Yale professor, Sociologist Elijah Anderson to Speak at UCF

Anderson PhotoSociologist to talk about role of race in current society

Professor and American sociologist and ethnographer Elijah Anderson will be at UCF on April 9 speaking to students about his latest book “The Cosmopolitan Canopy: Race and Civility in Everyday Life.”

Anderson will educate the audience and make attendees aware of this social phenomenon he has discovered through his research.

James Wright, the director of the UCF Institute for Social and Behavioral Sciences, said that Anderson was invited to campus as a guest speaker by the Sociology Department because he has been an important figure in the sociology of race for the last two decades.

The event will take place at the College of Sciences building in room 101 and is scheduled to begin at 4:30 p.m.

Judy Froehlich, communications specialist at the COS, said that many student organizations were invited to this event, such as the Asian Student Association, Black Student Union, the African Students’ Organization, Dream Defenders, the Alpha Kappa Delta International Sociology Honor Society, the Black Female Development Circle, the National Black Law Students Association and more.

The students will listen to Anderson explain his theories and observations on people’s behavior toward one another.

His research began in Philadelphia, which is where he came up with the concept of the “cosmopolitan canopy,” by realizing through scrutiny how people get along regardless of the suburb, ethnic enclave, race or background they may come from.

Anderson said his “cosmopolitan canopy” concept describes a civil society where people go and expect to be treated with civility, whether others have similar or distinct backgrounds. The backgrounds, he said, consist of the cosmopolitan person or an ethnocentric person.

The “cosmopolitan canopy” concept encourages people to embrace their cosmopolitan side and keep their ethnocentric side in check because, otherwise, tension could arise causing others to feel disrespected, which would lead to the “provisional status” concept.

This concept, as introduced by Anderson, happens when people feel uncomfortable and feel the need to prove that they are worthy of respect, which occurs when ethnocentric people struggle getting along with those who are different from them, leading to making others feel disrespected.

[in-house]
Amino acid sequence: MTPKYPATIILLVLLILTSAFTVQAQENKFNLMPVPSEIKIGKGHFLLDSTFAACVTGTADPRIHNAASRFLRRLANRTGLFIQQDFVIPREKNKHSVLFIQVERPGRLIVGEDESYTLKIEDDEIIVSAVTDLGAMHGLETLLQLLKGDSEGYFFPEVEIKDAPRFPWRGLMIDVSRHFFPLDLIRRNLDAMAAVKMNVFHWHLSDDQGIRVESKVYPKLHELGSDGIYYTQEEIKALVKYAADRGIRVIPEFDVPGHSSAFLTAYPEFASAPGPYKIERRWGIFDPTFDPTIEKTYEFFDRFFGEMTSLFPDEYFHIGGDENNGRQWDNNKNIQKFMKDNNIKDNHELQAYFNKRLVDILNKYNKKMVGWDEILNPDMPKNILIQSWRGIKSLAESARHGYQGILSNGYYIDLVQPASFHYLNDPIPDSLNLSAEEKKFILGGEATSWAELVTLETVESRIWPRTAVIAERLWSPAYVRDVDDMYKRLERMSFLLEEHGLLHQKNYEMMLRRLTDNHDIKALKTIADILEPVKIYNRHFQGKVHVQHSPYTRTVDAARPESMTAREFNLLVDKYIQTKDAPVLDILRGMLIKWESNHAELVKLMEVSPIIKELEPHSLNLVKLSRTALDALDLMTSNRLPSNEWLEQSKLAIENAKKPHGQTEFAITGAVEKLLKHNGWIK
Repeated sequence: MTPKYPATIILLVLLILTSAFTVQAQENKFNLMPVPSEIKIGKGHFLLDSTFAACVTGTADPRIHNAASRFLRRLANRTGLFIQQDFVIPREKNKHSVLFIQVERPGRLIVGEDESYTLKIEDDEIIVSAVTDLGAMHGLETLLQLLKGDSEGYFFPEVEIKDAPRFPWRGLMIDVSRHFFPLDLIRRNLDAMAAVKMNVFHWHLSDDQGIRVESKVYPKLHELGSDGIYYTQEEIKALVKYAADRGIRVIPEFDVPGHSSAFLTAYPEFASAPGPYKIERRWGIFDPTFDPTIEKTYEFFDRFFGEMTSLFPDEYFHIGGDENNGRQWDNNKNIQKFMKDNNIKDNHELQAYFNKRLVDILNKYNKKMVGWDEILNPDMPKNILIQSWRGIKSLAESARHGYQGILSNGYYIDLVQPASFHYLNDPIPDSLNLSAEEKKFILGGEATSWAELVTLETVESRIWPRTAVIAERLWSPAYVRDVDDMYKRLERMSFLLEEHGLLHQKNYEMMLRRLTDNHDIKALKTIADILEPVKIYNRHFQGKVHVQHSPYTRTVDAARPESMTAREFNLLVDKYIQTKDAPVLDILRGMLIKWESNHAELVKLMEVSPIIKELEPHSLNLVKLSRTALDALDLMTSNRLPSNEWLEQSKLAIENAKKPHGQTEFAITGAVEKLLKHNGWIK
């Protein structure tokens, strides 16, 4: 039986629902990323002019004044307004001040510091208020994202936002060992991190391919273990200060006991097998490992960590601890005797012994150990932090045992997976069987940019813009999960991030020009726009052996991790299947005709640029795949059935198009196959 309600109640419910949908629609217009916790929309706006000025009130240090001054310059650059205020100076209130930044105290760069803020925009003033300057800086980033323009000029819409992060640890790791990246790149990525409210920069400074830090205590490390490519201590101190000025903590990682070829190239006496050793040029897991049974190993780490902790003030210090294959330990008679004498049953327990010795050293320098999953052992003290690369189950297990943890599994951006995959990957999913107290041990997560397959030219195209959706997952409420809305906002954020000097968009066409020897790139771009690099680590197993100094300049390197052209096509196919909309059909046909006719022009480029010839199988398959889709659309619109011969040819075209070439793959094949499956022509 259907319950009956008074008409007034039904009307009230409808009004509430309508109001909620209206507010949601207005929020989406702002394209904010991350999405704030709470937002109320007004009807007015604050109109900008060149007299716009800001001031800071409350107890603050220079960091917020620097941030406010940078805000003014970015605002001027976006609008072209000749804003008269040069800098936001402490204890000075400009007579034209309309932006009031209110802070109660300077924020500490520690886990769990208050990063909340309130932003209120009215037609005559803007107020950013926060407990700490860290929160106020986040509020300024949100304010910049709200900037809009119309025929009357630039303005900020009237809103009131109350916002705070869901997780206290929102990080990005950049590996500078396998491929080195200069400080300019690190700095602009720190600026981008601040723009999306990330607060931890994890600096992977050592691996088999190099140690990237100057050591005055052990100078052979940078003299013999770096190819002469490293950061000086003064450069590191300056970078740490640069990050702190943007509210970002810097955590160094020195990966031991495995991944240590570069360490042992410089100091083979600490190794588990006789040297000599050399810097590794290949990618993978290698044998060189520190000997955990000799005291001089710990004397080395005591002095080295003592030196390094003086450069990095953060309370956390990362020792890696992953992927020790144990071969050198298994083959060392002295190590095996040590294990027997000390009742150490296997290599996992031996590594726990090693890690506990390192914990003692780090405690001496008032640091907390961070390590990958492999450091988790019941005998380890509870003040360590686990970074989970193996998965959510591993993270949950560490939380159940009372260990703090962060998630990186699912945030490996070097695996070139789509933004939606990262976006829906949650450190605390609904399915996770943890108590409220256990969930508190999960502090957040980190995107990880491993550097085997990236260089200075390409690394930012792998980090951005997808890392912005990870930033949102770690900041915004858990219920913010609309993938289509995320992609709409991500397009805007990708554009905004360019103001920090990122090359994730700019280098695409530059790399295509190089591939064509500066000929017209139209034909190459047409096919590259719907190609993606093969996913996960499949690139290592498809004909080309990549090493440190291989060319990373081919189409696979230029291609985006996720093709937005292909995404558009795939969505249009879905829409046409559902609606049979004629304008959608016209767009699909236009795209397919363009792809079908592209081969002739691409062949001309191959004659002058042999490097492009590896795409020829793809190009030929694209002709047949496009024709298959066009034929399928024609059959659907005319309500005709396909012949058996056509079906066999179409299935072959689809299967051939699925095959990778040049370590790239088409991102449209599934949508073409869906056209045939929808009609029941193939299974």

Another phenomenon detailed in his book is the “iconic ghetto.”

Anderson said that as a cosmopolitan person, one easily gets along with everyone and treats everyone with civility. He added that being a cosmopolitan person means that one has been brought up to treat everyone with respect, so it is easy to do so when one is around a diverse group of people.

This theory about ethnocentric people is that they have a hard time getting along with others who are not from the same suburb, ethnic enclave, race or background. This means that one may have difficulty getting along with people who are different from what one considers normal.

Do you fit into any of those groups? Anderson said some people could be all the way a cosmopolitan person or an ethnocentric person.

The book also describes the Reading Terminal Market, which is a place in Philadelphia where different kinds of people go and enjoy different types of food. The Reading Terminal Market is an example of a place that encourages people to display their cosmopolitan side in a diverse setting, Anderson said, which is why ethnocentric people have to work harder to be able to be civil toward people who are different from them.

“You can have vegetables and fruits. You can have beef jerky, and you can have a turkey sandwich. You can eat soul food. You can eat Chinese food. You can eat everything you want. You know, everything. All kinds of people go there and it’s such a diverse group of people,” Anderson said.

For more information about Anderson’s forum please click here.

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